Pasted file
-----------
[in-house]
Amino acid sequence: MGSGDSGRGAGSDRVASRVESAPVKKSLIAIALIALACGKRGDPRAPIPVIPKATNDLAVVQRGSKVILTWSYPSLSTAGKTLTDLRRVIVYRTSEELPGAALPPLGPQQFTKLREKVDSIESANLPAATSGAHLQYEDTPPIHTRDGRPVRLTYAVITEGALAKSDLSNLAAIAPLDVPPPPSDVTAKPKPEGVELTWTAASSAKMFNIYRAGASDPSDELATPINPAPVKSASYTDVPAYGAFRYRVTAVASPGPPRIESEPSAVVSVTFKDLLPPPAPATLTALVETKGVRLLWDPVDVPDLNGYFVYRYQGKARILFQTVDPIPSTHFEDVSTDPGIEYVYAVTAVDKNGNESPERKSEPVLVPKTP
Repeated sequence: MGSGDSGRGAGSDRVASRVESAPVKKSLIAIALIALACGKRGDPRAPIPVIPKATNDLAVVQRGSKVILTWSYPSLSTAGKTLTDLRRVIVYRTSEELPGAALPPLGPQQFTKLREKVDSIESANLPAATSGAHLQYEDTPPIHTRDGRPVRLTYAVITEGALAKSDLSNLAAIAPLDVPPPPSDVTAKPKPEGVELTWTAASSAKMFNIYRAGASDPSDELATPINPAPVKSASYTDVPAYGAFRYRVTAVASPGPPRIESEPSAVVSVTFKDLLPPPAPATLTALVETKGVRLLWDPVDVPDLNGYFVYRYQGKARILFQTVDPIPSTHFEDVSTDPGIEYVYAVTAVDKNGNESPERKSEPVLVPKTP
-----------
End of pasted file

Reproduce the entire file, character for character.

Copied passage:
[in-house]
Amino acid sequence: MGSGDSGRGAGSDRVASRVESAPVKKSLIAIALIALACGKRGDPRAPIPVIPKATNDLAVVQRGSKVILTWSYPSLSTAGKTLTDLRRVIVYRTSEELPGAALPPLGPQQFTKLREKVDSIESANLPAATSGAHLQYEDTPPIHTRDGRPVRLTYAVITEGALAKSDLSNLAAIAPLDVPPPPSDVTAKPKPEGVELTWTAASSAKMFNIYRAGASDPSDELATPINPAPVKSASYTDVPAYGAFRYRVTAVASPGPPRIESEPSAVVSVTFKDLLPPPAPATLTALVETKGVRLLWDPVDVPDLNGYFVYRYQGKARILFQTVDPIPSTHFEDVSTDPGIEYVYAVTAVDKNGNESPERKSEPVLVPKTP
Repeated sequence: MGSGDSGRGAGSDRVASRVESAPVKKSLIAIALIALACGKRGDPRAPIPVIPKATNDLAVVQRGSKVILTWSYPSLSTAGKTLTDLRRVIVYRTSEELPGAALPPLGPQQFTKLREKVDSIESANLPAATSGAHLQYEDTPPIHTRDGRPVRLTYAVITEGALAKSDLSNLAAIAPLDVPPPPSDVTAKPKPEGVELTWTAASSAKMFNIYRAGASDPSDELATPINPAPVKSASYTDVPAYGAFRYRVTAVASPGPPRIESEPSAVVSVTFKDLLPPPAPATLTALVETKGVRLLWDPVDVPDLNGYFVYRYQGKARILFQTVDPIPSTHFEDVSTDPGIEYVYAVTAVDKNGNESPERKSEPVLVPKTP